In 1931 and 1932, official support for class-war Cultural Revolution came to an end. Professional institutions were in shambles, and little work was being produced. In industry, with so many workers being promoted and sent to university, there was a shortage of skilled workers left in the factories. In June 1931 Stalin officially rehabilitated the bourgeois engineers; in April 1932, RAPP and other proletarian cultural organizations were dissolved. Many of the radicals who had been instrumental in attacking established authority during the Cultural Revolution were accused of deviation and removed from positions of influence. Bourgeois specialists who had been fired or arrested were allowed to return to work. In education, radical theories were repudiated and traditional norms reestablished, and policies of aggressive proletarian recruitment were quietly dropped.
But although this was the end of the radical antibourgeois Cultural Revolution, it was hardly a return to the way things had been before. Academic freedom had been seriously curtailed, and party control over cultural and scholarly institutions tightened. Thousands of young workers, peasants, and communists (vydvizhentsy ) had been sent to higher education or promoted into administrative jobs. During the Great Purges of 1937–1938, many activists of the Cultural Revolution perished (often denounced by resentful colleagues), though others survived in influential positions in cultural and academic administration. But the cohort of vydvizhentsy, particularly those trained in engineering who graduated in the first half of the 1930s, were prime, albeit unwitting, beneficiaries of the Great Purges. Members of this cohort, sometimes known as "the Brezhnev generation," entered top party, government, and professional positions at the end of the 1930s and continued to dominate the political elite for close to half a century.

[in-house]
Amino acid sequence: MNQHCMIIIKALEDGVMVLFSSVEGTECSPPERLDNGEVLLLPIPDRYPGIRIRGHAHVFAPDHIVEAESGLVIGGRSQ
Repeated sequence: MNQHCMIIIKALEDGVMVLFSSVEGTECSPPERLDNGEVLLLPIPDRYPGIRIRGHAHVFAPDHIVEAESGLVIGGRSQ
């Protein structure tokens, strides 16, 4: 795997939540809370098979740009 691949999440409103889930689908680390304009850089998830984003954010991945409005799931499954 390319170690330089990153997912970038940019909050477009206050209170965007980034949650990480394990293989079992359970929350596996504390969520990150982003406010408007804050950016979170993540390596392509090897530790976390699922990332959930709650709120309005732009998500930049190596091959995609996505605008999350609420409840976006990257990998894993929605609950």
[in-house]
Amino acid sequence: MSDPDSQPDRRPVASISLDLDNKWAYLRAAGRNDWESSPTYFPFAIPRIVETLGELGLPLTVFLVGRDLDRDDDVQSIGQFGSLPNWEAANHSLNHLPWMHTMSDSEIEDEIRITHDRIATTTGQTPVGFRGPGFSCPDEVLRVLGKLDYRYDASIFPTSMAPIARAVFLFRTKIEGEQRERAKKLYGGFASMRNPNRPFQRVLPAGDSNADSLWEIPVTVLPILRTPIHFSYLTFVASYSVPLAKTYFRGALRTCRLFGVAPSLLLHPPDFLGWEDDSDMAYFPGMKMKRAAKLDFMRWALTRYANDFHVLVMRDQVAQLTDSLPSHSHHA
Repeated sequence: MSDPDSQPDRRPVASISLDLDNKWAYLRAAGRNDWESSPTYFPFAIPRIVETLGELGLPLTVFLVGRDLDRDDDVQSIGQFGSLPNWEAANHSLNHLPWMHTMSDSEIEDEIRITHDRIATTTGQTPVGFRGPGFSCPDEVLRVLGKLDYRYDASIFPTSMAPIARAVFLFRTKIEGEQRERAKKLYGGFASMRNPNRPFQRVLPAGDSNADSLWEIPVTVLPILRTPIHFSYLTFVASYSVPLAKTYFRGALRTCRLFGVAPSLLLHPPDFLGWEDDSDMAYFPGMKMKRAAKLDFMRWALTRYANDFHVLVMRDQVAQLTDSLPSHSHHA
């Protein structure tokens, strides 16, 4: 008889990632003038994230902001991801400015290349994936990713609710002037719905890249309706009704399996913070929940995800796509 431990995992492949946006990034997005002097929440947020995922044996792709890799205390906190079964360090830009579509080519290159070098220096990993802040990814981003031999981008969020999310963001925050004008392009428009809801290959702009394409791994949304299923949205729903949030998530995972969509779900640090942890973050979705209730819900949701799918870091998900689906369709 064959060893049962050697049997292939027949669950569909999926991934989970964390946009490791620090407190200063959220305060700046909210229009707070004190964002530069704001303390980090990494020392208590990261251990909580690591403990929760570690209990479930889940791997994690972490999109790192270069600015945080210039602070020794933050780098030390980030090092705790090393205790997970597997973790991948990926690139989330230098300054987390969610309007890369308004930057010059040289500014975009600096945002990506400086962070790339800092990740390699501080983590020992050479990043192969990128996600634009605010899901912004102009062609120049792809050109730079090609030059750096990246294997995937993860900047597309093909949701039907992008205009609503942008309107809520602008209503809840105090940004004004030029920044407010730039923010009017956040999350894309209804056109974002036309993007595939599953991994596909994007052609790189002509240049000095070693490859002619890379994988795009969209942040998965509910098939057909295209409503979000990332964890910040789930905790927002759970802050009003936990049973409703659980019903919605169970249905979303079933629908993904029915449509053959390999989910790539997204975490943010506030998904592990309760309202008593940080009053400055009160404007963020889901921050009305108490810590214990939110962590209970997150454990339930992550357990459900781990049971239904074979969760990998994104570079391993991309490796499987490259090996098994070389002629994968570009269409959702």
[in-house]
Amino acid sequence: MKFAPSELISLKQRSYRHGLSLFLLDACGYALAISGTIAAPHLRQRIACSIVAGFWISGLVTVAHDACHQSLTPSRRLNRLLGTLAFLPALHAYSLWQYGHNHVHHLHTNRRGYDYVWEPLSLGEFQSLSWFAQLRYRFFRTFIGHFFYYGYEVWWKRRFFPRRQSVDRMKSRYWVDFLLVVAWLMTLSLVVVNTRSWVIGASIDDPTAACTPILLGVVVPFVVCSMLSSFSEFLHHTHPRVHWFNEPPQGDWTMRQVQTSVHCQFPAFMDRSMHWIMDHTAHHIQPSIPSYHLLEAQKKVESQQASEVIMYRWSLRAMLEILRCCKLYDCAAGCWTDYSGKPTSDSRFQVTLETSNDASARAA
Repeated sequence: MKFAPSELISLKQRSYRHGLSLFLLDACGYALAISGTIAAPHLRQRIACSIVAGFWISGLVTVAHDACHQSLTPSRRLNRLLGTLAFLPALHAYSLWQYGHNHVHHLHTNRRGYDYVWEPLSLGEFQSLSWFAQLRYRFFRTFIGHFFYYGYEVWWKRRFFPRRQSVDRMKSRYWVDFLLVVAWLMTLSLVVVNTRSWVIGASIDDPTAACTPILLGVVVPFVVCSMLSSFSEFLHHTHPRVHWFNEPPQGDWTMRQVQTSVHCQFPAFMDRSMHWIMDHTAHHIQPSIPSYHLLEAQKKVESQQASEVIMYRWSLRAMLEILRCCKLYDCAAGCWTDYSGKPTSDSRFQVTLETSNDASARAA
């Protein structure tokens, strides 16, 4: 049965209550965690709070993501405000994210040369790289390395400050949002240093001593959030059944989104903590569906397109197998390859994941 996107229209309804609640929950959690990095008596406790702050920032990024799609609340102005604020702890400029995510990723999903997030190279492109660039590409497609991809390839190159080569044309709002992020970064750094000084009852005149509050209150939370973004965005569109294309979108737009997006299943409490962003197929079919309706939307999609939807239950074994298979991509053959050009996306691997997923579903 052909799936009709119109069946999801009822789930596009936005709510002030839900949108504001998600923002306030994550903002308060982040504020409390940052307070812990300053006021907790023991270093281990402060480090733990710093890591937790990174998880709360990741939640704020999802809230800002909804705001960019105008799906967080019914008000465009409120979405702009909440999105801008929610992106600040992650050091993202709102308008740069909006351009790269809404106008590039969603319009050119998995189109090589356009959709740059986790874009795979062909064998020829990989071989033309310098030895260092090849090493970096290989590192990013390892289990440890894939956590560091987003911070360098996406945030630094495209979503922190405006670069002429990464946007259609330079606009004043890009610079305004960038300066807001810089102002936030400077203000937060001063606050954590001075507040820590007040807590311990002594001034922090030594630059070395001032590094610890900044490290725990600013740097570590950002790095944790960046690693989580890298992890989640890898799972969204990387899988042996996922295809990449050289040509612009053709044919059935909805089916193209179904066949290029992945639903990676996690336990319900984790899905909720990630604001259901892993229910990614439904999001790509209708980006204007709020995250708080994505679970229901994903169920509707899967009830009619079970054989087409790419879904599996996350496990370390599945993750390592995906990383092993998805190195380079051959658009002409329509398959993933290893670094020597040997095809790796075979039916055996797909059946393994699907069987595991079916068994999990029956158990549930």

See also: collectivization; constructivism; fellow travelers; industrialization
Clark, Katerina. (1995). Petersburg: Crucible of Cultural Revolution. Cambridge, MA: Harvard University Press.
David-Fox, Michael. (1999). "What Is Cultural Revolution?" Russian Review 58(2):181–201.
Fitzpatrick, Sheila. (1974). "Cultural Revolution in Russia, 1928–1932." Journal of Contemporary History 9(1):33–52.
Fitzpatrick, Sheila, ed. (1978). Cultural Revolution in Russia, 1928–1931. Bloomington: Indiana University Press.
Fitzpatrick, Sheila. (1999). "Cultural Revolution Revisited." Russian Review 58(2):202–209.
Gorbunov, V. I. (1969). Lenin on the Cultural Revolution. Moscow: Novosti.
Joravsky, David. (1985). "Cultural Revolution and the Fortress Mentality." In Bolshevik Culture: Experiment and Order in the Russian Revolution, ed. Abbott Gleason; Peter Kenez; and Richard Stites. Bloomington: Indiana University Press.
Kim, Maksim Pavlovich. (1984). Socialism and Culture. Moscow: USSR Academy of Sciences.
Lewis, Robert. (1986). "Science, Nonscience, and the Cultural Revolution." Slavic Review 45(2):286–292.
Meisner, Maurice. (1985). "Iconoclasm and Cultural Revolution in China and Russia." In Bolshevik Culture: Experiment and Order in the Russian Revolution, ed. Abbott Gleason; Peter Kenez; and Richard Stites. Bloomington: Indiana University Press.
Slezkine, Yuri. (1992). "From Savages to Citizens: The Cultural Revolution in the Soviet Far North, 1928–1938." Slavic Review 51(1):52–76.
Weiner, Douglas R. (1988). Models of Nature: Ecology, Conservation, and Cultural Revolution in Soviet Russia. Bloomington: Indiana University Press.